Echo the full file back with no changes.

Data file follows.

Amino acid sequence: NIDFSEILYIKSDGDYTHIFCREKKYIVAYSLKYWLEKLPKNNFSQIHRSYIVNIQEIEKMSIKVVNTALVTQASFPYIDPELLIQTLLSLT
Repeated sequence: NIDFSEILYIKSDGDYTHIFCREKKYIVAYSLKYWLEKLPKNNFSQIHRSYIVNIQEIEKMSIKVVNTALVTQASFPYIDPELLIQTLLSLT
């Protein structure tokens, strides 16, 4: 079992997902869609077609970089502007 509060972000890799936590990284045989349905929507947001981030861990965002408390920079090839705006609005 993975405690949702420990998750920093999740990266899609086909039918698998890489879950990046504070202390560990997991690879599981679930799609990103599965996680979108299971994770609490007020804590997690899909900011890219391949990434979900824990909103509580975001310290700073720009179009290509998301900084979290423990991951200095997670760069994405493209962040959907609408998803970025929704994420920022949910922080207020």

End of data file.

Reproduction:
Amino acid sequence: NIDFSEILYIKSDGDYTHIFCREKKYIVAYSLKYWLEKLPKNNFSQIHRSYIVNIQEIEKMSIKVVNTALVTQASFPYIDPELLIQTLLSLT
Repeated sequence: NIDFSEILYIKSDGDYTHIFCREKKYIVAYSLKYWLEKLPKNNFSQIHRSYIVNIQEIEKMSIKVVNTALVTQASFPYIDPELLIQTLLSLT
């Protein structure tokens, strides 16, 4: 079992997902869609077609970089502007 509060972000890799936590990284045989349905929507947001981030861990965002408390920079090839705006609005 993975405690949702420990998750920093999740990266899609086909039918698998890489879950990046504070202390560990997991690879599981679930799609990103599965996680979108299971994770609490007020804590997690899909900011890219391949990434979900824990909103509580975001310290700073720009179009290509998301900084979290423990991951200095997670760069994405493209962040959907609408998803970025929704994420920022949910922080207020």